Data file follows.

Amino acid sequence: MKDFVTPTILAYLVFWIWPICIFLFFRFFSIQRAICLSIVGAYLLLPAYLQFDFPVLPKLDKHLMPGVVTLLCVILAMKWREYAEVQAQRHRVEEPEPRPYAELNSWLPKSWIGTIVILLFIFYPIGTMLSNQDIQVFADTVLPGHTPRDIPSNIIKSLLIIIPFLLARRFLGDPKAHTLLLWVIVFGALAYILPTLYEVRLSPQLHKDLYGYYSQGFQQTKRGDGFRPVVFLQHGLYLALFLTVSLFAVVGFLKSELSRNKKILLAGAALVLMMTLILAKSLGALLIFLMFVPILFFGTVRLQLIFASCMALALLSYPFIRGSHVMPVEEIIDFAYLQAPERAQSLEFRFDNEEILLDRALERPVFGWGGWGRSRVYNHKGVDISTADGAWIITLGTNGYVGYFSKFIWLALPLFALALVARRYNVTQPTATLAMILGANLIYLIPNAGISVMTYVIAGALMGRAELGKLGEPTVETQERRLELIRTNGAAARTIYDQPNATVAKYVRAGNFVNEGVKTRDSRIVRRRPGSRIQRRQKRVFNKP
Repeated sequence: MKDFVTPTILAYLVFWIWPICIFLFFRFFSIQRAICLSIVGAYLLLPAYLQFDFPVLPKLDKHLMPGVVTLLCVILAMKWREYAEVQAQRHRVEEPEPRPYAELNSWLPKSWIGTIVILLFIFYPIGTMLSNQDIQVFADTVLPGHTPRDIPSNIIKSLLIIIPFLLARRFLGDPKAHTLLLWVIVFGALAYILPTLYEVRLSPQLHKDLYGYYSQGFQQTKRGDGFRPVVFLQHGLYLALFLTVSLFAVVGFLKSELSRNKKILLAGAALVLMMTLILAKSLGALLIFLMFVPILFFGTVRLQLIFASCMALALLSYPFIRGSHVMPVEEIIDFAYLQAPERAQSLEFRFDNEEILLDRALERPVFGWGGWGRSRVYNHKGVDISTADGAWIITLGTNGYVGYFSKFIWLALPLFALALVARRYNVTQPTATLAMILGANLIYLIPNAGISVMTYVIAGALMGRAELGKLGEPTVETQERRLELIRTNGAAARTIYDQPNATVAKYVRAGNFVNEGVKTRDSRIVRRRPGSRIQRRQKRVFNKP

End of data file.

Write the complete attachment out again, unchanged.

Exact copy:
Amino acid sequence: MKDFVTPTILAYLVFWIWPICIFLFFRFFSIQRAICLSIVGAYLLLPAYLQFDFPVLPKLDKHLMPGVVTLLCVILAMKWREYAEVQAQRHRVEEPEPRPYAELNSWLPKSWIGTIVILLFIFYPIGTMLSNQDIQVFADTVLPGHTPRDIPSNIIKSLLIIIPFLLARRFLGDPKAHTLLLWVIVFGALAYILPTLYEVRLSPQLHKDLYGYYSQGFQQTKRGDGFRPVVFLQHGLYLALFLTVSLFAVVGFLKSELSRNKKILLAGAALVLMMTLILAKSLGALLIFLMFVPILFFGTVRLQLIFASCMALALLSYPFIRGSHVMPVEEIIDFAYLQAPERAQSLEFRFDNEEILLDRALERPVFGWGGWGRSRVYNHKGVDISTADGAWIITLGTNGYVGYFSKFIWLALPLFALALVARRYNVTQPTATLAMILGANLIYLIPNAGISVMTYVIAGALMGRAELGKLGEPTVETQERRLELIRTNGAAARTIYDQPNATVAKYVRAGNFVNEGVKTRDSRIVRRRPGSRIQRRQKRVFNKP
Repeated sequence: MKDFVTPTILAYLVFWIWPICIFLFFRFFSIQRAICLSIVGAYLLLPAYLQFDFPVLPKLDKHLMPGVVTLLCVILAMKWREYAEVQAQRHRVEEPEPRPYAELNSWLPKSWIGTIVILLFIFYPIGTMLSNQDIQVFADTVLPGHTPRDIPSNIIKSLLIIIPFLLARRFLGDPKAHTLLLWVIVFGALAYILPTLYEVRLSPQLHKDLYGYYSQGFQQTKRGDGFRPVVFLQHGLYLALFLTVSLFAVVGFLKSELSRNKKILLAGAALVLMMTLILAKSLGALLIFLMFVPILFFGTVRLQLIFASCMALALLSYPFIRGSHVMPVEEIIDFAYLQAPERAQSLEFRFDNEEILLDRALERPVFGWGGWGRSRVYNHKGVDISTADGAWIITLGTNGYVGYFSKFIWLALPLFALALVARRYNVTQPTATLAMILGANLIYLIPNAGISVMTYVIAGALMGRAELGKLGEPTVETQERRLELIRTNGAAARTIYDQPNATVAKYVRAGNFVNEGVKTRDSRIVRRRPGSRIQRRQKRVFNKP